By William E. Wood, March 2001
Car numbers 16 and 17 were two steel lightweight combination cars built by Wason Manufacturing Company of Springfield, Mass. in 1926 for the Springfield Electric Railway of Springfield, Vermont. The Springfield Electric provided service from the Boston & Maine Railroad station in Charlestown, New Hampshire with the industrial town of Springfield, Vermont, which on th way it crossed the Connecticut River using its toll bridge and a route along the twisting Black River, ending its trip in front of the Adnabrown Hotel.
On the trip you would have crossed Route 5 at grade, passed a number of famous tool companies who made many of the machines used in the growing auto industry, a steeple-cab locomotive switching in raw materials like plate steel, brass stock and raw supplies for the foundry, as well as rough casting coming from out of state. The completed machines all crated in large wooden boxes on flat-cars and smaller items in box cars left the plants every day.
Along the tracks you also would have passed a small brick building, between you and the river and just below a low dam, from which wires came out and connected to feeder lines along the trolley wire support poles. This was the water powered hydroelectric station providing electricity to the Springfield Electric Railway. The water wheel powered a DC generator, which after the rail line was converted to diesel locomotive operation was brought to the trolley museum.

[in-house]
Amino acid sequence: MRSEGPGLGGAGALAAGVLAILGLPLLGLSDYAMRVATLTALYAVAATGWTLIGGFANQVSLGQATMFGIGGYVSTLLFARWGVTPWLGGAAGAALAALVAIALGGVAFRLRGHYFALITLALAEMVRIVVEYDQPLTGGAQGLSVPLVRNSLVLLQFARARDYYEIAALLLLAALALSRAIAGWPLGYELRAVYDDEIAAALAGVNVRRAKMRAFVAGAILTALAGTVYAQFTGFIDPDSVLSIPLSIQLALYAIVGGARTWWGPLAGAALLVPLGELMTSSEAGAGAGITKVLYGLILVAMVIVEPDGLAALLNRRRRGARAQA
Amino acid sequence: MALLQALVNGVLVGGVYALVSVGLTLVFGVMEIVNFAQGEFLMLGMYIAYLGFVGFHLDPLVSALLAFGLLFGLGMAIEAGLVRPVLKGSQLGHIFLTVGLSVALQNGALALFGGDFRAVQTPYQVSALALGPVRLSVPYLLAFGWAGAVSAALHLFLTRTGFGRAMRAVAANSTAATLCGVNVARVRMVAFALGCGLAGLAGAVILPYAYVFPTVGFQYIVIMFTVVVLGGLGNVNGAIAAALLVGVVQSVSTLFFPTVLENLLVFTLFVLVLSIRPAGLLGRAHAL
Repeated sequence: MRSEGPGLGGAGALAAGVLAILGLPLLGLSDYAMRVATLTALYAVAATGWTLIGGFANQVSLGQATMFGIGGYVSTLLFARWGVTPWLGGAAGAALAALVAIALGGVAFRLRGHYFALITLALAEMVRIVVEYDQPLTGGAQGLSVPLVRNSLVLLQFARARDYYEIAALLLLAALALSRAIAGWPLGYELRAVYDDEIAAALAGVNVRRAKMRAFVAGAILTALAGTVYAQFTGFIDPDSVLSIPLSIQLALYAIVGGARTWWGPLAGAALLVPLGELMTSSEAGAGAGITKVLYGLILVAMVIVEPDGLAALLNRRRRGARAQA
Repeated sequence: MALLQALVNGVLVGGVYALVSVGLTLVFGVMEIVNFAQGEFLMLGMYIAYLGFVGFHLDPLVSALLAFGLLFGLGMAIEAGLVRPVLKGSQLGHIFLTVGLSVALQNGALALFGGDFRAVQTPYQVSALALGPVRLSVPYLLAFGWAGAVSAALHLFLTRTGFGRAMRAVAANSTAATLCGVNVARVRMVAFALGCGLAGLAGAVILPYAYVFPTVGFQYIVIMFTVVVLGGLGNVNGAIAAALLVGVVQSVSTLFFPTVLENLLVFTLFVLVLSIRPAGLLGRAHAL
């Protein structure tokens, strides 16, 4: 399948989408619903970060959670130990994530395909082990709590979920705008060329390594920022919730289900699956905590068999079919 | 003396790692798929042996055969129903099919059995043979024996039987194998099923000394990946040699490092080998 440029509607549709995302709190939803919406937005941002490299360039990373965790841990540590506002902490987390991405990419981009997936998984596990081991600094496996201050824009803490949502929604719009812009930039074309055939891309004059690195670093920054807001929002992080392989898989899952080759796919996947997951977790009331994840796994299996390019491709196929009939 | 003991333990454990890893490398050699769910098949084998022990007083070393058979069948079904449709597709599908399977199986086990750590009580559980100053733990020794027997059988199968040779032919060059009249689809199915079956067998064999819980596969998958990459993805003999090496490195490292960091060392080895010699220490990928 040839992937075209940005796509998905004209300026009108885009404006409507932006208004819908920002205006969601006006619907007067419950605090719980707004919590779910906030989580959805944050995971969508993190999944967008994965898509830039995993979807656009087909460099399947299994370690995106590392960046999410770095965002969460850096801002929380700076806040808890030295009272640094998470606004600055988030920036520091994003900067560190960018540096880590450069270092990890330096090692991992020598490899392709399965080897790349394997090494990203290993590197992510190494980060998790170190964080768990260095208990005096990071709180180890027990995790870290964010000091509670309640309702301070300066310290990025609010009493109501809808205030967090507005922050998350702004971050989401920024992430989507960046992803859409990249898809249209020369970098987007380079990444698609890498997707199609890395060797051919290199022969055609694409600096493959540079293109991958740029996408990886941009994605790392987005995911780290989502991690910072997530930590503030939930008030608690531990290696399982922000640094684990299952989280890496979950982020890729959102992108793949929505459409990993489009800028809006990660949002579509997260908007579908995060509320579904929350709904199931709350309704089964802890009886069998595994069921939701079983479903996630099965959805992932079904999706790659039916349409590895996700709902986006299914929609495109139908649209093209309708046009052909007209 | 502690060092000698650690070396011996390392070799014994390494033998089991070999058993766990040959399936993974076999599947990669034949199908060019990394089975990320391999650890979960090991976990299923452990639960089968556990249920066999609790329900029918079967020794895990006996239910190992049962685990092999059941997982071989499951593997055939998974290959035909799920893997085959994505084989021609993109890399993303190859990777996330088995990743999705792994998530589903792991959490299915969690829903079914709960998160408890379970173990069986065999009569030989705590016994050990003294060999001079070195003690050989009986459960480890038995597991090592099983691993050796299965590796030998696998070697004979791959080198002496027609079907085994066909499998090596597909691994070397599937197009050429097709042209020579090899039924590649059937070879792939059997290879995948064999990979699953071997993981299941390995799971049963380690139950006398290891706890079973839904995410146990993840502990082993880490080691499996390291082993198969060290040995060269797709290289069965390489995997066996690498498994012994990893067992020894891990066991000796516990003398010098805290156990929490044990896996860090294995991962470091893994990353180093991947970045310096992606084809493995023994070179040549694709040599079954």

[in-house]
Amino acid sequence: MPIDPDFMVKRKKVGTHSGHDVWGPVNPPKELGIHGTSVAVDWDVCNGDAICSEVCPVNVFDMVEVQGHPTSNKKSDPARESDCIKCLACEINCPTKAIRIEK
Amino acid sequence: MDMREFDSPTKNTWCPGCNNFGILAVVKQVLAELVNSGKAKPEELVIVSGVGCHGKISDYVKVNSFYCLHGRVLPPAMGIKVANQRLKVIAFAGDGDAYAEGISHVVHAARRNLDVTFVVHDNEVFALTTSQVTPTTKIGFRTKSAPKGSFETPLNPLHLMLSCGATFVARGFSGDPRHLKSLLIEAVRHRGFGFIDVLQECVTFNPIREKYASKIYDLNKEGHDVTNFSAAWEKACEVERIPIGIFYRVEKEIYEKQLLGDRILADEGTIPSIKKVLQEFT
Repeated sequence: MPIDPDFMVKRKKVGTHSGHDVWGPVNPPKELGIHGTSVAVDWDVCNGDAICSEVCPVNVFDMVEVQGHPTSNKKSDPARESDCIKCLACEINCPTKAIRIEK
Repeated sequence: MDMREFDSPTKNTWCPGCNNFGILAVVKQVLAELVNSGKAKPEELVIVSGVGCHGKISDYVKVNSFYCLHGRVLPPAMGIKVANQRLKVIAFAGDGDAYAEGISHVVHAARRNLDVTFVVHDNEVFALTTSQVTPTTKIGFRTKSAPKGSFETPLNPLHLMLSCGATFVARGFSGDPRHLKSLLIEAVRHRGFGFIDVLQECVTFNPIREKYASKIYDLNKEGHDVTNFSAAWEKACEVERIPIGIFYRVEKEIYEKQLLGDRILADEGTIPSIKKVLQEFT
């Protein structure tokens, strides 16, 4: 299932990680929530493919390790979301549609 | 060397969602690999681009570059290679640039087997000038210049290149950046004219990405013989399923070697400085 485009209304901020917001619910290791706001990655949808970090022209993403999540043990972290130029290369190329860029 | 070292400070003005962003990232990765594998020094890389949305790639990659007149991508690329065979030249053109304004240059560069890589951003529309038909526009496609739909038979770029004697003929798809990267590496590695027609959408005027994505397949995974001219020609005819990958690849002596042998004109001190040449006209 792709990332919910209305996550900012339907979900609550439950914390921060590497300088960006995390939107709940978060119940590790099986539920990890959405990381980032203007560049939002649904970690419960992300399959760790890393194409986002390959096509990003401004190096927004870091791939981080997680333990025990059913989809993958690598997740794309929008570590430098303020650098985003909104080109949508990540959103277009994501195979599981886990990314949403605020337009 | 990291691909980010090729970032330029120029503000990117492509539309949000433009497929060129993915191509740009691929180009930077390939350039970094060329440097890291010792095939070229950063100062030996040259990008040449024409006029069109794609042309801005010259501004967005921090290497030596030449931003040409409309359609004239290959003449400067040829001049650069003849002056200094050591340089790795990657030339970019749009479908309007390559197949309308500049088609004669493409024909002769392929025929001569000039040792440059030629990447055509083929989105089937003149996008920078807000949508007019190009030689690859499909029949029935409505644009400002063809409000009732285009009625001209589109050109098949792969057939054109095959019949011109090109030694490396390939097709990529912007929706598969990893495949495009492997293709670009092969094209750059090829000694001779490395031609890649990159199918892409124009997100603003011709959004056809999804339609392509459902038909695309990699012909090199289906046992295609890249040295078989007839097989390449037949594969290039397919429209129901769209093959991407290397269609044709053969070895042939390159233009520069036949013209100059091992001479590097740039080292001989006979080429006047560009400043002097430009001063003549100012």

Car No. 16 in its later years was painted aluminum, seats removed, and most of the windows (except at the ends) replaced by plywood. Car No.17 was dismantled at the company barn.
Connecticut Trolley Museum member Karl P. Hartman bought No. 16 in 1956 and moved it to East Windsor the same year.
Number 16 has since been repainted from the aluminum color to its earlier Springfield Electric Railway colors, its windows have been replaced as have all its seats.